If Congress' current continuing resolution is adopted, AmeriCorps and related national service programs would be eliminated - costing Mississippi more than $25 million a year.
That's how much Mississippi receives annually, ranking fifth in per capita funding for national service.
"Eliminating national service would deprive Mississippi of a variety of programs," said Brandi McNeil, deputy director for program and operations for the state Commission for Volunteer Service.
More than 44,000 people are involved in the Mississippi programs, working through schools, local nonprofits, religious organizations and others.
For instance, these programs provide 14,532 students with after-school tutoring and another 6,870 students with in-school tutoring, McNeil said.
Mississippi spent $363,000 on the Commission for Volunteer Service last year and received $25 million from the Corporation for National and Community Service, she said. "For every $1 spent, we get $50."
Last week, U.S. House Appropriations Committee Chairman Hal Rogers introduced a continuing resolution that would cut $100 billion from the remaining months of fiscal 2011.
"America has reached a fiscal crisis," Rogers, R-Kentucky, said in a statement. "We are now borrowing 40 cents for every dollar we spend.
We have no choice but to rein in out-of-control spending, and get our nation's fiscal house in order."
Those cuts would include the Corporation for National and Community Service, which funds AmeriCorps, Senior Corps and Learn and Serve America.
House GOP leaders would like to vote on the entire bill on Thursday, prior to next week's recess.
The bill would fund the government from March 4, when the current continuing resolution expires, until the end of the federal fiscal year on Oct. 1.
AmeriCorps officials are hoping President Barack Obama's proposed fiscal 2012 budget is adopted. Obama is proposing a $109 million increase.
In a statement, Patrick Corvington, CEO of the Corporation for National and Community Service, said Obama's budget shows "service isn't secondary or separate from achieving national priorities, it is essential to achieving them."
Service is critically needed, he said. "Too many of our citizens are out of work, too many of our young people aren't graduating from high school, and too many families are struggling to make ends meet."
Government cutbacks, too, have increased the need for service, he said.
Rogers called the President's budget "long on rhetoric and lean on spending cuts. We must go much further than this anemic effort of symbolic reductions and additional spending proposed under the guise of funding 'freezes' if we are truly to get our nation's finances on a sustainable course."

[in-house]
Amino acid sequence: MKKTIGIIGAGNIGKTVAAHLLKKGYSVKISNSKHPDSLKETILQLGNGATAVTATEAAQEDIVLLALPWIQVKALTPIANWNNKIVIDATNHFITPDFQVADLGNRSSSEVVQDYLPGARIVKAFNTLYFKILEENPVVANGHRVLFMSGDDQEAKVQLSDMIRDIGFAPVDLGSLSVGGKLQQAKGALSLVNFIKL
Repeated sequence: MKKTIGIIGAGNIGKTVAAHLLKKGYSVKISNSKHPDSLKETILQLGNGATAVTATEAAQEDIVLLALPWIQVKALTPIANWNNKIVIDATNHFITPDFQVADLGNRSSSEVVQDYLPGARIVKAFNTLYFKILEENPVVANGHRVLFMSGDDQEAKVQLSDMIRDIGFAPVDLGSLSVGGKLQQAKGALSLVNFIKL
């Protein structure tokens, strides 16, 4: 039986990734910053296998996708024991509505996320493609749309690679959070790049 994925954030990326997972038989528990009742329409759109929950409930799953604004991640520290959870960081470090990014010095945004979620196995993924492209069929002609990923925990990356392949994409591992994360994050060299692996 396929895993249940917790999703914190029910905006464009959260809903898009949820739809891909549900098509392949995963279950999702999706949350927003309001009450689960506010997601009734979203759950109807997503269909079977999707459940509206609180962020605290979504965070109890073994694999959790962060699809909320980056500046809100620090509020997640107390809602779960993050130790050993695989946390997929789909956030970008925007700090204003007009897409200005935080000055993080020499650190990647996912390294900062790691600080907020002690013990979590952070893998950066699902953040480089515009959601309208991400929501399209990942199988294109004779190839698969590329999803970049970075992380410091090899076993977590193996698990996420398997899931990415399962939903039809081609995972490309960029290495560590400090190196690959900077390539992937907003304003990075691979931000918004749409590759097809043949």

AmeriCorps is a 10-month residential program for men and women between 18 and 24. In return for their full-time service, they receive an education award of about $5,350 to attend qualified colleges, universities or vocational programs.
In Mississippi, 350 AmeriCorps members help provide tutoring to elementary students and recruit volunteers to assist with America Reads - Mississippi, which operates in 82 schools across the state.
The nonprofit DOT USA uses 280 AmeriCorps members at 200 public schools in the Mississippi Delta.
"We deploy them into schools and have them work with teachers, not only how to use 21st century technology, but how to implement that technology in the classroom," said Ginny Sims, director of communications for DOT USA. "By empowering the teachers, we're able to better engage the students and prepare them to enter the work force."
Sims said she couldn't speculate on what the proposed cuts would mean, but a letter DOT USA officials distributed said it "would force our program to shut down, would eliminate the jobs of our 280 members and most of our 20 staff members who supervise them."
Twenty-five AmeriCorps members help out Hands on Mississippi, a nonprofit on the Mississippi Gulf Coast, doing everything from helping with the oil spill cleanup to construction and working with vulnerable adults.
"AmeriCorps is a great way to link nonprofits and government agencies together," said Catherine Gautier, executive director for Hands on Mississippi.
McNeil said national service programs "proved vital in recovering from Katrina and also helped after the oil spill. Whenever Mississippi has been in need, national service has come in and brought federal resources to help us get the job done."
To comment on this story, call Jerry Mitchell at (601) 961-7064.